Tractor parades at events such as Cardigan's Barley Saturday will not be permitted to run on rebated red diesel from April, HMRC has warned.

The new rules have implications for those taking part in charity tractor runs and vintage shows, which are popular across rural west Wales.

Red diesel, which is dyed so it is easily identifiable, is taxed at a much lower rate for machinery used in agriculture, horticulture, fish farming and forestry.

The UK government says the rule changes, whilst not severely impacting farming processes, "will help meet its climate change and air quality targets."

A spokesperson for HMRC confirmed: "Agricultural vehicles used for tractor runs would not be considered an accepted agricultural use.

"Users will either need to consider using some vehicles for non-accepted use and others for accepted use, or use fully duty paid diesel for all uses."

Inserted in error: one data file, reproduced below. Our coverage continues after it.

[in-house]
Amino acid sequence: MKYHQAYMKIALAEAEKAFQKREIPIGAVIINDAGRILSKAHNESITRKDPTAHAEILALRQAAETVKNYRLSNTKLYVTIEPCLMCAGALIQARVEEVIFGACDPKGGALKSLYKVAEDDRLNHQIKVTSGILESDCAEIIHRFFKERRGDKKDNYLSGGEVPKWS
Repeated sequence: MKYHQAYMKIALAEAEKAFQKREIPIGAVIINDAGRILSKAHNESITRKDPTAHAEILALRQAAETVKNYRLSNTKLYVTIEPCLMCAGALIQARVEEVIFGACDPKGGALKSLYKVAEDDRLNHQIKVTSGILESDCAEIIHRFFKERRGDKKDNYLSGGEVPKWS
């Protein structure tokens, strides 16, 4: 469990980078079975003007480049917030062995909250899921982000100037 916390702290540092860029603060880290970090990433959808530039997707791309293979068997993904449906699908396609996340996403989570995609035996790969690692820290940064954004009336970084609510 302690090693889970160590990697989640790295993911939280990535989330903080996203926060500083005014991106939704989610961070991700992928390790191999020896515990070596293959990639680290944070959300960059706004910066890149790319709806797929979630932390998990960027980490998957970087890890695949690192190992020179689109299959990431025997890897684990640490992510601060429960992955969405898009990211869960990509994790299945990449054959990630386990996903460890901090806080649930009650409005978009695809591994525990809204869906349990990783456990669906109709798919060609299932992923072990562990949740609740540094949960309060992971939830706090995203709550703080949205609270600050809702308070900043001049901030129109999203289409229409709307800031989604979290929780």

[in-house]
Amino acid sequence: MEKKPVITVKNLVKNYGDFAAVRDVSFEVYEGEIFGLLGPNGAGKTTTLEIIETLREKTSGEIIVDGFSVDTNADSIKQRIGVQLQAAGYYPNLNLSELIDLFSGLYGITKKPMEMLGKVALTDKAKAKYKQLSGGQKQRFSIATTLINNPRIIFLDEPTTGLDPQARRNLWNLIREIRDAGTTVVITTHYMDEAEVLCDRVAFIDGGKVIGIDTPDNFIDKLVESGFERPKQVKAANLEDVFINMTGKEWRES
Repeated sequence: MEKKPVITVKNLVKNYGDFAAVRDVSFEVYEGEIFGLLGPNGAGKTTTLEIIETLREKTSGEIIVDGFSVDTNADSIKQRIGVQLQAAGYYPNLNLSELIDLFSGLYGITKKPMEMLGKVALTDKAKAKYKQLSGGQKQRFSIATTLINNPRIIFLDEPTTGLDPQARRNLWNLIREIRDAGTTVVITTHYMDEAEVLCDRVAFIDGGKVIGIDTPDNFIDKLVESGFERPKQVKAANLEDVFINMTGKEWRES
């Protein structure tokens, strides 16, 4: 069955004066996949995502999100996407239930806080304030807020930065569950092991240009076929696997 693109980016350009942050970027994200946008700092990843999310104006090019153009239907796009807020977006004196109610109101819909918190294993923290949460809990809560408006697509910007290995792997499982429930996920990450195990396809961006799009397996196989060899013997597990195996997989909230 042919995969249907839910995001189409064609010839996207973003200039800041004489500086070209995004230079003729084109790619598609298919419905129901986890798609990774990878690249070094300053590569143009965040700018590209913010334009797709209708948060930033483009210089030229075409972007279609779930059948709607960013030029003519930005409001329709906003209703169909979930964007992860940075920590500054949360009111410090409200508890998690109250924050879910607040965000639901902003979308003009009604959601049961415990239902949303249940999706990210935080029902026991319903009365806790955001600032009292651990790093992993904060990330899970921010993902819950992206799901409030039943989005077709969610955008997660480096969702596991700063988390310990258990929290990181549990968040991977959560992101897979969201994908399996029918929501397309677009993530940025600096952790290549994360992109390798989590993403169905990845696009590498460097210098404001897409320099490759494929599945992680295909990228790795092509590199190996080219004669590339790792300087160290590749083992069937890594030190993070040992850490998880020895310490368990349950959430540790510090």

Mark Jukes, chairman of Barley Saturday in Cardigan, said the rules will have implications for those parading tractors at this year's event.

"There's the inconvenience for somebody who uses the tractor for agriculture, but when it comes to showing, they have to change the diesel, and basically, the cost is twice as much," he told the BBC.

"There's a lot of people interested in seeing these tractors, tractor runs also raise money for charities which is quite an important part of the local community, and I think there will be few upset people.

"We'll be giving guidance to say that if you're coming you have to have white diesel in the tractors."

A spokesperson for the HMRC said it would remove the entitlement to use red diesel and rebated biodiesel from most sectors from April 2022.

He added: "The tax changes will ensure that most users of red diesel use fuel taxed at the standard rate for diesel from April 2022, like motorists.

"This more fairly reflects the harmful impact of the emissions they produce.

"Removing most red diesel entitlements will also help to ensure that the tax system incentivises users of polluting fuels like diesel to improve the energy efficiency of their vehicles and machinery, invest in cleaner alternatives, or just use less fuel."